Covid-19 has impacted each of us, and as we celebrate the return to the concert stage with these series of violin and piano recitals, we acknowledge how our circumstances have changed. One necessary change is the alternation of violinists as our 2019 winner, Anna Im, is not able to enter New Zealand to undertake her Winners Tour. Replacing Anna is New Zealand violinist, Amalia Hall, who is enjoying a vibrant career here and overseas and was the 2015 Michael Hill New Zealand Development Prizewinner.
Amalia joins pianist Stephen De Pledge for a heartfelt program featuring Beethoven, Gao Ping, Gershwin, Mozart and Saint- Saëns.
Saint-Saëns jokingly told his publisher that his Violin Sonata should be called “the hippogriffsonata”, insinuating that only a mythical creature could play the violin part. Written in the year between his widely-known masterpiece Carnival of the Animals and his “Organ” Symphony, Saint-Saëns treats the listener to an abundance of glistening colours that are distinctly French.
Echoes of Beethoven’s violin works surface occasionally in the Saint-Saëns Sonata, so it is fitting that the former’s “Spring” Sonata opens this concert – a piece with its own celebrity-status, even featuring in the stage show Fame and being a staple of violin exams across the world. Beethoven’s 5th sonata is a true conversation between instruments and will envelop you with its remarkably hushed serenity.
Hi, I’m Anna Im and I’m the winner of the 2019 Michael Hill International Violin Competition.
I have been so looking forward to coming back to New Zealand this year for my Winners Tour, made possible through Chamber Music New Zealand, but the reality of the Covid-19 pandemic means that I’m not able to, so I have the very sad situation now of missing what would have been an amazing opportunity of making music with Stephen De Pledge, and playing concerts for New Zealanders.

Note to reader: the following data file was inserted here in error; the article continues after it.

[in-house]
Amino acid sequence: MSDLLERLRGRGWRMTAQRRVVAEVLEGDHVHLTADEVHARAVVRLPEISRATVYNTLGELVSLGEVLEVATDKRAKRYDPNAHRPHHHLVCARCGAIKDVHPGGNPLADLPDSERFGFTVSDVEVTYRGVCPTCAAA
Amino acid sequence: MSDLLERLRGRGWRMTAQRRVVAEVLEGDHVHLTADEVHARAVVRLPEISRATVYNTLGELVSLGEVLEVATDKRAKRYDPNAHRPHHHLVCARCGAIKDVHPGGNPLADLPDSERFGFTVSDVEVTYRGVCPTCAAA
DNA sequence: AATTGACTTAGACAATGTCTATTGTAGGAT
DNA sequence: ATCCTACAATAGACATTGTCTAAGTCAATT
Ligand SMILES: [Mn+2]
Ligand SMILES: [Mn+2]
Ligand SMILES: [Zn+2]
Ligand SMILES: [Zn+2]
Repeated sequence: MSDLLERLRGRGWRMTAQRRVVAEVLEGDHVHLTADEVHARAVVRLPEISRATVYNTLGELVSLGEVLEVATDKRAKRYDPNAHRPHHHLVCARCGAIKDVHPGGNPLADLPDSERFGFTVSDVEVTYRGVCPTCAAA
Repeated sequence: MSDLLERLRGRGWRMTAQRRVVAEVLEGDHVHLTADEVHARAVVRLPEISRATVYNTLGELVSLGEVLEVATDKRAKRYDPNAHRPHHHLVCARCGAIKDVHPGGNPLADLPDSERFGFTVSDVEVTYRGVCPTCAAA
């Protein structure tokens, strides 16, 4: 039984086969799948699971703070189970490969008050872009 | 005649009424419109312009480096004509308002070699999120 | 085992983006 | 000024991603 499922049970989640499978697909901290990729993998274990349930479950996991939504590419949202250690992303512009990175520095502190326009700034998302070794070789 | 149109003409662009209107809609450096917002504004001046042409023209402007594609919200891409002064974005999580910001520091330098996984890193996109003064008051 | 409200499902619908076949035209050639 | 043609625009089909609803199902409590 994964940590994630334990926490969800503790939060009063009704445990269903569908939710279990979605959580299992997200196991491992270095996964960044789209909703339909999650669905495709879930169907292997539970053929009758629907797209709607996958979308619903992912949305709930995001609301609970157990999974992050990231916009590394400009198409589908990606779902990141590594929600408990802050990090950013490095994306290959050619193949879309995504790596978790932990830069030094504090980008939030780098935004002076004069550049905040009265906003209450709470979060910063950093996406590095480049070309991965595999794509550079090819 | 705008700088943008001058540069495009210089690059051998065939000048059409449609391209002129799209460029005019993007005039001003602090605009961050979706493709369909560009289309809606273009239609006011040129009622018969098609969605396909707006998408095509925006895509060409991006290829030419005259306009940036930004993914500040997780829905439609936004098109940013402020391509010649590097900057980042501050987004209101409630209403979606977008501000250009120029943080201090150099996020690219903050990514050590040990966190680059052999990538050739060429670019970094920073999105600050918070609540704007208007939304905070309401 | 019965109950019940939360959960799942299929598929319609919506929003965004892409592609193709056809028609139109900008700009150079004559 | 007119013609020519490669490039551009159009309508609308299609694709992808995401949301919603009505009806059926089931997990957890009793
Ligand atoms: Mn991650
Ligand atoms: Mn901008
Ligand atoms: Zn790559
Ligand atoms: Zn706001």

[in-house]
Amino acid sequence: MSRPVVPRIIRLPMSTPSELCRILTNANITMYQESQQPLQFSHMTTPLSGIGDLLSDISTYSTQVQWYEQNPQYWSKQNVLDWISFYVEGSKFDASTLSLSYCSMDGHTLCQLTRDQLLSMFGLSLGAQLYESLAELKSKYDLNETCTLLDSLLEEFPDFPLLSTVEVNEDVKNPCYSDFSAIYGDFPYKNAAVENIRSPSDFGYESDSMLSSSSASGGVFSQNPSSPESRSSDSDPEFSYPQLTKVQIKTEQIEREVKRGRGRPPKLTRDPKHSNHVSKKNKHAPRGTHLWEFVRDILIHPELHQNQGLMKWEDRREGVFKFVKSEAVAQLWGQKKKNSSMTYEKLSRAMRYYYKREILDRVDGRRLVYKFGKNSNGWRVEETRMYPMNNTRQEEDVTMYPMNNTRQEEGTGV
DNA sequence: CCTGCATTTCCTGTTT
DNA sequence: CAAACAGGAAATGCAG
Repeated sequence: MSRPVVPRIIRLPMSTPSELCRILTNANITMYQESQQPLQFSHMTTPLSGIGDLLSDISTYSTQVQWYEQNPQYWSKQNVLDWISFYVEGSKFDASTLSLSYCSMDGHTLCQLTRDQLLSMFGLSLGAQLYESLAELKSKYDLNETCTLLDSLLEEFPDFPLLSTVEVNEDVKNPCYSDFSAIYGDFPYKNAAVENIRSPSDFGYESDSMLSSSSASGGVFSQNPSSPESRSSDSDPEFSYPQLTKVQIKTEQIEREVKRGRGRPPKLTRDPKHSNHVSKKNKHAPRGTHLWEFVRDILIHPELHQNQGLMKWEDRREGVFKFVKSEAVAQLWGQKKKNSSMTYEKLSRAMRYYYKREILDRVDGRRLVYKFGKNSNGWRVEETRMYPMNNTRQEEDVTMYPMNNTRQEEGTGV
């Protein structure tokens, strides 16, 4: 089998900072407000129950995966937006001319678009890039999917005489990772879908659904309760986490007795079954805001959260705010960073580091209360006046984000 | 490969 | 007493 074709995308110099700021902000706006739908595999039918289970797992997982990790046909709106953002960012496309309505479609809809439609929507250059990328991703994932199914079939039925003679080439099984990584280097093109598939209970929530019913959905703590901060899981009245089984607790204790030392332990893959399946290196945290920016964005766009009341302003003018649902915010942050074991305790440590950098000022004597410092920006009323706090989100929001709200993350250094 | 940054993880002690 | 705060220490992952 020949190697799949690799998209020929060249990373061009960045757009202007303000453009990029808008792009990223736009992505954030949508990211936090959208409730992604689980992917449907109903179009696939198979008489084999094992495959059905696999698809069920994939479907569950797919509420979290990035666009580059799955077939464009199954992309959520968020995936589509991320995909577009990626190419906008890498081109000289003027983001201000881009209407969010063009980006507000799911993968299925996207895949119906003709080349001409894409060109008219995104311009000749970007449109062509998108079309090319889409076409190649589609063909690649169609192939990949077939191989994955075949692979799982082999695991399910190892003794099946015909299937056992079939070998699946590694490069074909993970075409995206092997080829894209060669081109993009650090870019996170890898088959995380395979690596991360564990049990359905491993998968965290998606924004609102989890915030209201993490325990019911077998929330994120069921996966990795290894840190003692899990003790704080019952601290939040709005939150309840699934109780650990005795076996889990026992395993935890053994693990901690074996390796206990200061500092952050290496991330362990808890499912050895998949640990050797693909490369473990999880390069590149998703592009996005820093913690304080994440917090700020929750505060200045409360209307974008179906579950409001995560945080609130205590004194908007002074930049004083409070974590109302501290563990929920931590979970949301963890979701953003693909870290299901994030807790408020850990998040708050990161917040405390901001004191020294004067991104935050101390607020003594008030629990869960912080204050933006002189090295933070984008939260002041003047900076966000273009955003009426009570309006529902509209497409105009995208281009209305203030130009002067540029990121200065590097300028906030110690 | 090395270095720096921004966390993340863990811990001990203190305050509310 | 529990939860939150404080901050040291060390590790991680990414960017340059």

I was in my final year of study at the Curtis Institute of Music in Philadelphia when the virus hit the world, I came home to South Korea – and I’ve been well and safe so far.
I have been spending the last couple of months doing a lot of practice and keeping as positive as possible but have to say it is really frightening to see what has so quickly happened to my industry and intended career. My musical idols and peers have seen their livelihood simply disappear, and whilst I am sad I cannot perform this winter in New Zealand, I am so happy to see that New Zealand musicians and audiences can, again, enjoy concerts as they were intended.
My thanks go to Chamber Music New Zealand and the Michael Hill International Violin Competition for being so sensitive to my situation as well as looking after the health and well-being of their staff and communities. And it’s very good that Amalia Hall, also a Curtis graduate, was already in New Zealand and could quickly step in and play the concerts on this tour. I wish Amalia and Stephen safe travels, and good times, and sincerely hope I will have the opportunity in the future to return to New Zealand.
Exceptional collegiality from our presenting partners